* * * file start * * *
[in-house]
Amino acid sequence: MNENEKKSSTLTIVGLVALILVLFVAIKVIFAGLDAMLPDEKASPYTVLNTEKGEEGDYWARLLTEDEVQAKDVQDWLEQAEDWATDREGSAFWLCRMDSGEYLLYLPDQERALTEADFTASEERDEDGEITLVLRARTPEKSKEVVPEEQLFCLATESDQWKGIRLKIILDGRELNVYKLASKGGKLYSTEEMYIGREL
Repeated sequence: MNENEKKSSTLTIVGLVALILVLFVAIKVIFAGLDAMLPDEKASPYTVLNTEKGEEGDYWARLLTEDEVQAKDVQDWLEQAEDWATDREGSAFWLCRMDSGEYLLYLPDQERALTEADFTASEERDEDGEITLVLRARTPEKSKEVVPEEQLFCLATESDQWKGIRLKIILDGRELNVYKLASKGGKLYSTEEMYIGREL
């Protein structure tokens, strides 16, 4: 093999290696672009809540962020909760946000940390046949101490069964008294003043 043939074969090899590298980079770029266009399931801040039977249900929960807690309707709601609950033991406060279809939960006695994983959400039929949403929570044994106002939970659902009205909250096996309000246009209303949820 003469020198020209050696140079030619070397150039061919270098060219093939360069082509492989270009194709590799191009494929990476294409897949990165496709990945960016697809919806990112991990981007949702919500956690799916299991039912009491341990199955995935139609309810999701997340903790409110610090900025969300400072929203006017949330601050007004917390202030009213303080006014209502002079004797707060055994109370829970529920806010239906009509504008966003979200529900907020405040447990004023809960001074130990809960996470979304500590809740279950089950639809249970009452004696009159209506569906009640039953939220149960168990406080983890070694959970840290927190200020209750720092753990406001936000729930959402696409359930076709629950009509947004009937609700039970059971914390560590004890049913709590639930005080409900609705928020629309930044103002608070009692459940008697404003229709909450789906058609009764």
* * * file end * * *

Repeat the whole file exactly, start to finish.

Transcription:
[in-house]
Amino acid sequence: MNENEKKSSTLTIVGLVALILVLFVAIKVIFAGLDAMLPDEKASPYTVLNTEKGEEGDYWARLLTEDEVQAKDVQDWLEQAEDWATDREGSAFWLCRMDSGEYLLYLPDQERALTEADFTASEERDEDGEITLVLRARTPEKSKEVVPEEQLFCLATESDQWKGIRLKIILDGRELNVYKLASKGGKLYSTEEMYIGREL
Repeated sequence: MNENEKKSSTLTIVGLVALILVLFVAIKVIFAGLDAMLPDEKASPYTVLNTEKGEEGDYWARLLTEDEVQAKDVQDWLEQAEDWATDREGSAFWLCRMDSGEYLLYLPDQERALTEADFTASEERDEDGEITLVLRARTPEKSKEVVPEEQLFCLATESDQWKGIRLKIILDGRELNVYKLASKGGKLYSTEEMYIGREL
């Protein structure tokens, strides 16, 4: 093999290696672009809540962020909760946000940390046949101490069964008294003043 043939074969090899590298980079770029266009399931801040039977249900929960807690309707709601609950033991406060279809939960006695994983959400039929949403929570044994106002939970659902009205909250096996309000246009209303949820 003469020198020209050696140079030619070397150039061919270098060219093939360069082509492989270009194709590799191009494929990476294409897949990165496709990945960016697809919806990112991990981007949702919500956690799916299991039912009491341990199955995935139609309810999701997340903790409110610090900025969300400072929203006017949330601050007004917390202030009213303080006014209502002079004797707060055994109370829970529920806010239906009509504008966003979200529900907020405040447990004023809960001074130990809960996470979304500590809740279950089950639809249970009452004696009159209506569906009640039953939220149960168990406080983890070694959970840290927190200020209750720092753990406001936000729930959402696409359930076709629950009509947004009937609700039970059971914390560590004890049913709590639930005080409900609705928020629309930044103002608070009692459940008697404003229709909450789906058609009764």